“Suddenly everything made sense! Striving to be good enough, the sense of responsibility… the pressure and opportunity. Even as a long time student and teacher of process oriented psychology, reading The Eldest Daughter Effect has been a revelation and a relief to me. I am not alone.”

Marilyn Hamilton, PhD CPA/CGA CSP; Founder & AQtivator, Integral City Meshworks


Jim Garrison, PhD, author, Founder and President, Ubiquity University


Debbie Jenkins, Dedicated Control Freak, Writer & Author


“The Eldest Daughter Effect is a page turner. I couldn’ t put it down and raced through it in one go!! Now I want to share the book with all my good friends – who of course are eldest daughters themselves – my walking buddy, my step daughter and many professional colleagues. The five qualities of Eldest Daughters (responsible, dedicated, expeditious, thoughtful, caring) even emerged as key descriptors of me in the systemic constellation inquiries I have done with my community of practice – so I affirm these research discoveries. I am indebted to Lisette and Wies for their insights, so beautifully captured in lively vignettes and flowing prose that offer a truly rewarding read. Brava!!!!”

“This book is impressive both because it is grounded in numerous scientific studies on family constellations and behavior and because it offers a portal through which each of us  —  no matter where we are in our family systems — can better understand the influence of our birth order on who we become. Reading it makes one realize more deeply that we are communal beings, not islands unto ourselves, and that however distant we might be from them as we grow up, our siblings and our parents always remain part of our essential identity.”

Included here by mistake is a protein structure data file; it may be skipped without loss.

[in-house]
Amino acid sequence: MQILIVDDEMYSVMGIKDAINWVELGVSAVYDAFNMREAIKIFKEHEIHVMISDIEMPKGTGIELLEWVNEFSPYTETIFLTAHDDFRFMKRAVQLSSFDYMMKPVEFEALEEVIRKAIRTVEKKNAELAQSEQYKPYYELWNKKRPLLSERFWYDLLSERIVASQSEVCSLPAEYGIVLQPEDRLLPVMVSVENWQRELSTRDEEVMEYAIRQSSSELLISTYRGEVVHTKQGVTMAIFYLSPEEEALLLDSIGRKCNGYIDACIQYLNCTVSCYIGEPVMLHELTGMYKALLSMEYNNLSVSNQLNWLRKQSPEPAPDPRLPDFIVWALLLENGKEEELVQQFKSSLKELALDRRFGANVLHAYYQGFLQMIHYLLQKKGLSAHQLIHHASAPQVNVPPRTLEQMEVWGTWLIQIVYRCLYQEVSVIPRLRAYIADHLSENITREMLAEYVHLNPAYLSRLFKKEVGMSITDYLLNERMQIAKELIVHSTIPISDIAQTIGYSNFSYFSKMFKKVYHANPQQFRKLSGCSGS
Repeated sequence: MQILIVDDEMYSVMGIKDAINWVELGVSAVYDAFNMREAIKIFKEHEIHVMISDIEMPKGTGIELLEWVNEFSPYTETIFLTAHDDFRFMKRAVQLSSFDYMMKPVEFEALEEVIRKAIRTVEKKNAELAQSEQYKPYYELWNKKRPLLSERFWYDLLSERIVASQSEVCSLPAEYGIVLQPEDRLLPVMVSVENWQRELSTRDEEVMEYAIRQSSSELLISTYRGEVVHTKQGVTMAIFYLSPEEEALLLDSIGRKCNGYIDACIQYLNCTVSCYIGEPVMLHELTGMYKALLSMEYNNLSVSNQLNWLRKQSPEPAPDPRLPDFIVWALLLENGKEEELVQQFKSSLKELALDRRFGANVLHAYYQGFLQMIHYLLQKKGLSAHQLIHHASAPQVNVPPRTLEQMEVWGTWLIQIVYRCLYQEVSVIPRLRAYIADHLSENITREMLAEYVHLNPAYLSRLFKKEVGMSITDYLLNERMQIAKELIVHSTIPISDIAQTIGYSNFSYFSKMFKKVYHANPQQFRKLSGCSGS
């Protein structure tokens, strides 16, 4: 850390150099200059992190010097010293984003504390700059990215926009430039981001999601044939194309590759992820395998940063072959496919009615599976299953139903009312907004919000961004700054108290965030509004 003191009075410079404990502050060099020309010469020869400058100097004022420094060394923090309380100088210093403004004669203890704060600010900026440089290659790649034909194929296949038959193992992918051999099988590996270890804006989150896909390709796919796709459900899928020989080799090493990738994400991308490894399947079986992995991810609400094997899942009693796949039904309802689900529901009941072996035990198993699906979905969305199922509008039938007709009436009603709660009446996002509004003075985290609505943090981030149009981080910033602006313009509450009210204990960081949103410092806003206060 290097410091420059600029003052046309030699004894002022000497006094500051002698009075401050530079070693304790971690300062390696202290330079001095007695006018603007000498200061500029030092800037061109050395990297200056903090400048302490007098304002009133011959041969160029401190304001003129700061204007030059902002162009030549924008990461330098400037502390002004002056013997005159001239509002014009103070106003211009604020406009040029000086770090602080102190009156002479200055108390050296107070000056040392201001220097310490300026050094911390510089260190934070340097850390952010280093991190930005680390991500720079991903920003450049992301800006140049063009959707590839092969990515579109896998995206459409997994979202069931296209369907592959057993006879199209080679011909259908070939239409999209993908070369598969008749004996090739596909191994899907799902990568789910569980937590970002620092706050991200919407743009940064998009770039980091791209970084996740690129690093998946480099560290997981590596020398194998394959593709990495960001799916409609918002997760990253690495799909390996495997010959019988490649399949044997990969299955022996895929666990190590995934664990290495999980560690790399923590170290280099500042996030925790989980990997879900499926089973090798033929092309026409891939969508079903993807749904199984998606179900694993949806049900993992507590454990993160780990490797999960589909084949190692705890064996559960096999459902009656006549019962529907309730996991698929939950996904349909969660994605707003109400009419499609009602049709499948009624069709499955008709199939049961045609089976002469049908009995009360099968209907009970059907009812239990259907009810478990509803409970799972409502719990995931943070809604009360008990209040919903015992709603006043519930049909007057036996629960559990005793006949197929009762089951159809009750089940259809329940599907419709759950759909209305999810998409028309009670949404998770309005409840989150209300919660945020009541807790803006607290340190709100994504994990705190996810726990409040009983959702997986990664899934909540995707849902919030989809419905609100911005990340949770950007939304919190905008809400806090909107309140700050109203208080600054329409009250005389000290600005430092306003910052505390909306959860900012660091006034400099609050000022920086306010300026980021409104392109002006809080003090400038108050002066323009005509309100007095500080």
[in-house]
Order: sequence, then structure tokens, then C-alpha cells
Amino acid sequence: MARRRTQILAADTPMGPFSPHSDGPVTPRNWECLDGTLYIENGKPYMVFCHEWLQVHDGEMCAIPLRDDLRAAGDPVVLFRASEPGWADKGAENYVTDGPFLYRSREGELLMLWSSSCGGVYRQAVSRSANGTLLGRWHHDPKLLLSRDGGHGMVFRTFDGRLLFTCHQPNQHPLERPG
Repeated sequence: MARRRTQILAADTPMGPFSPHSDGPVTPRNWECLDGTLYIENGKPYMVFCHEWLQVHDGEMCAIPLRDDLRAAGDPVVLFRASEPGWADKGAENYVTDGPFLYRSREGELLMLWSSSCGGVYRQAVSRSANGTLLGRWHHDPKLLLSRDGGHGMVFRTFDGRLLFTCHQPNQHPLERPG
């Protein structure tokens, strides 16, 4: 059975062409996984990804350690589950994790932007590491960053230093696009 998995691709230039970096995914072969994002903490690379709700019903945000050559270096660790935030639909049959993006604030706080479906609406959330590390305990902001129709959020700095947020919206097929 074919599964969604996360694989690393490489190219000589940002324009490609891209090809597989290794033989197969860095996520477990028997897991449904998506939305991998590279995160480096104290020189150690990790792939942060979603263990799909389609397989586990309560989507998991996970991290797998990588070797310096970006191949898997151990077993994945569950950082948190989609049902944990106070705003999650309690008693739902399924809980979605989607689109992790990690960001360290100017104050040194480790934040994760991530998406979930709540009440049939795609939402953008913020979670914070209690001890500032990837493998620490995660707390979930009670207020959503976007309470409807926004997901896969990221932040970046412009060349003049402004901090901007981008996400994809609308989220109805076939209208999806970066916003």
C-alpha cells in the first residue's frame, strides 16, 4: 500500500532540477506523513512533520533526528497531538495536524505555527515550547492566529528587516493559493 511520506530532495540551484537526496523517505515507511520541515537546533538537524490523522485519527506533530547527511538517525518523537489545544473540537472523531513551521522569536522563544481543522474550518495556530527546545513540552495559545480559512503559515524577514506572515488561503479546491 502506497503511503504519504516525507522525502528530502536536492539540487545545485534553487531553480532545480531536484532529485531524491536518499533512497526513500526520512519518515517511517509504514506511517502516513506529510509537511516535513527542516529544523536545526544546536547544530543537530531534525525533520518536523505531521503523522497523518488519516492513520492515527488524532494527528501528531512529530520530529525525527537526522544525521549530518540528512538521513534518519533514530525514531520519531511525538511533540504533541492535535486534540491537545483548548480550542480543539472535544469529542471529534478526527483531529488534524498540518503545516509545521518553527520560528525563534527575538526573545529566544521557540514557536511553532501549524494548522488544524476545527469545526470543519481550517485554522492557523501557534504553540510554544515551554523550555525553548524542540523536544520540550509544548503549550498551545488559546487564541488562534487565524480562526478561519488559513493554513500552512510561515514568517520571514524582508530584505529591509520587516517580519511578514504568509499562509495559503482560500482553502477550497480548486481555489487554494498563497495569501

“Finally, someone who understands me, probably better than I understand myself. Lisette and Wies have skillfully described my life, my fears and frustrations, explained my exhausting compulsion to take care of everything and everyone; and more importantly given me faith that I’m not alone and not going crazy! I admit to crying at parts of the book: when I realised that I was destined to be the one to read the eulogy at our father’s funeral, that I’d always clean the dirty dishes, that I would always be self-critical me, and that I’m ok just as I am. A hugely comforting read, with tonnes of helpful advice and great tools. I loved this book, really, truly loved it.”